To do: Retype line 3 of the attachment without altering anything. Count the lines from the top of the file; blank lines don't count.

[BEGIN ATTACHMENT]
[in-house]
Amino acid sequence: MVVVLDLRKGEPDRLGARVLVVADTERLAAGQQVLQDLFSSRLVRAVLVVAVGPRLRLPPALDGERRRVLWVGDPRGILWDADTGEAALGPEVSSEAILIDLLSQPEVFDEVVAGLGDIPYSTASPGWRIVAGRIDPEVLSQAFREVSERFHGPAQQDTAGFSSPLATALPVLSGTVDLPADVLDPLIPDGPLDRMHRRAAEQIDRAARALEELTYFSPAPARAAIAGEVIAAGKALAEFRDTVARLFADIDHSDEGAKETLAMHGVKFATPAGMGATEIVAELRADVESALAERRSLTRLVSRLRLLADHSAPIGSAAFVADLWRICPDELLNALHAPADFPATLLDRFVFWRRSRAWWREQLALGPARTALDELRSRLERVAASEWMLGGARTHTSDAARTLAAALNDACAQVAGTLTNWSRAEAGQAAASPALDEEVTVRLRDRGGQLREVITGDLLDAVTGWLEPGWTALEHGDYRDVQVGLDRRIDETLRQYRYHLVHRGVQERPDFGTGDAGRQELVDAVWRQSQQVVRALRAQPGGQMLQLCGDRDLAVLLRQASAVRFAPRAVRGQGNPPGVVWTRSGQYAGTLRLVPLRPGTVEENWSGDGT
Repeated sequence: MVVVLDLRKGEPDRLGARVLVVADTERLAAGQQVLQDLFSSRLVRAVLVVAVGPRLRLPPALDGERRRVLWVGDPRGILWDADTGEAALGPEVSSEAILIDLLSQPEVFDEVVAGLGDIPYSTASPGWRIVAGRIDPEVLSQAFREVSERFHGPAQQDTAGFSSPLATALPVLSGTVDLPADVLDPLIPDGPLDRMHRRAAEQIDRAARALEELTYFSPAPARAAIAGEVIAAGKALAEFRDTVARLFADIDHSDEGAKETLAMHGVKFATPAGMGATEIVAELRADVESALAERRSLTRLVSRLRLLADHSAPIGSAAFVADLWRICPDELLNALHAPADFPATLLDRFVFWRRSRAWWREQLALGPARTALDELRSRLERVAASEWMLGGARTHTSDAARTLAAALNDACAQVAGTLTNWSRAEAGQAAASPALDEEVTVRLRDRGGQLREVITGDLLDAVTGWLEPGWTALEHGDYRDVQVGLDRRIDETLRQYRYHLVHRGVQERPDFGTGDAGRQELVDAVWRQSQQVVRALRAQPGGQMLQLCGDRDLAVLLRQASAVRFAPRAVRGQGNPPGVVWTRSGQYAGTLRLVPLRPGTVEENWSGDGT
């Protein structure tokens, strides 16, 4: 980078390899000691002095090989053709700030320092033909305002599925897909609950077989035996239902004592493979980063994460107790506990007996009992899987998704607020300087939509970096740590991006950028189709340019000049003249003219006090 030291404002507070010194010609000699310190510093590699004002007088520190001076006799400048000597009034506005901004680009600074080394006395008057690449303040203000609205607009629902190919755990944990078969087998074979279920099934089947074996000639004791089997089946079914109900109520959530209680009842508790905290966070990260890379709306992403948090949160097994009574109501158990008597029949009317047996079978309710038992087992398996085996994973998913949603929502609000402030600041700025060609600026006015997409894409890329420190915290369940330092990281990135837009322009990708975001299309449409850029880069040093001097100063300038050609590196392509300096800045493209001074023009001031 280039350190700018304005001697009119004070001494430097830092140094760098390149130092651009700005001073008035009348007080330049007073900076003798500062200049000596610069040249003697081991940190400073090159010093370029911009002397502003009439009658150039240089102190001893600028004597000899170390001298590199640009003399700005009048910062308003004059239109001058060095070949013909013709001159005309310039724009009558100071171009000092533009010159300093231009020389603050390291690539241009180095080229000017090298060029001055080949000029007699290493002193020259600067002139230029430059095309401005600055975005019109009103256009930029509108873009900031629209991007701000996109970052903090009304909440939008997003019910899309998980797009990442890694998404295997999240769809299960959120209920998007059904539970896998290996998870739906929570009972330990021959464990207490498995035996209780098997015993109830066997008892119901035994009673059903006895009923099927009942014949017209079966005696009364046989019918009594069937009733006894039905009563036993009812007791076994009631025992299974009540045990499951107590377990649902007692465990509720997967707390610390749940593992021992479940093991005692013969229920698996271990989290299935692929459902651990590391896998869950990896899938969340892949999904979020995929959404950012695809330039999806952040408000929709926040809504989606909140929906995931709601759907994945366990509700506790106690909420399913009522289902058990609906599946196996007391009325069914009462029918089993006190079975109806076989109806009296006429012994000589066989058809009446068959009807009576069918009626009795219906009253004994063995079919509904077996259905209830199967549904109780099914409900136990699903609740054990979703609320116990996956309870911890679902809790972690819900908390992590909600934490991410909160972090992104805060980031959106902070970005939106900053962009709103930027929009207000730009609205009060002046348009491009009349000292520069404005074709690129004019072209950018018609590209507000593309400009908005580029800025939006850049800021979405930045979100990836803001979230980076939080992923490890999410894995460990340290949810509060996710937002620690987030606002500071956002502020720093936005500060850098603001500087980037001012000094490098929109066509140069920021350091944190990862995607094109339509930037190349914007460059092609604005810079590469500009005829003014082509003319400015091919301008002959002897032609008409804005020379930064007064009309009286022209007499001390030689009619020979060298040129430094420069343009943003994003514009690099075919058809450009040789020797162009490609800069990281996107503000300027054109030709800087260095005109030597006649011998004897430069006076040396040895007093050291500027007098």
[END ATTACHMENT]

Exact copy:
Repeated sequence: MVVVLDLRKGEPDRLGARVLVVADTERLAAGQQVLQDLFSSRLVRAVLVVAVGPRLRLPPALDGERRRVLWVGDPRGILWDADTGEAALGPEVSSEAILIDLLSQPEVFDEVVAGLGDIPYSTASPGWRIVAGRIDPEVLSQAFREVSERFHGPAQQDTAGFSSPLATALPVLSGTVDLPADVLDPLIPDGPLDRMHRRAAEQIDRAARALEELTYFSPAPARAAIAGEVIAAGKALAEFRDTVARLFADIDHSDEGAKETLAMHGVKFATPAGMGATEIVAELRADVESALAERRSLTRLVSRLRLLADHSAPIGSAAFVADLWRICPDELLNALHAPADFPATLLDRFVFWRRSRAWWREQLALGPARTALDELRSRLERVAASEWMLGGARTHTSDAARTLAAALNDACAQVAGTLTNWSRAEAGQAAASPALDEEVTVRLRDRGGQLREVITGDLLDAVTGWLEPGWTALEHGDYRDVQVGLDRRIDETLRQYRYHLVHRGVQERPDFGTGDAGRQELVDAVWRQSQQVVRALRAQPGGQMLQLCGDRDLAVLLRQASAVRFAPRAVRGQGNPPGVVWTRSGQYAGTLRLVPLRPGTVEENWSGDGT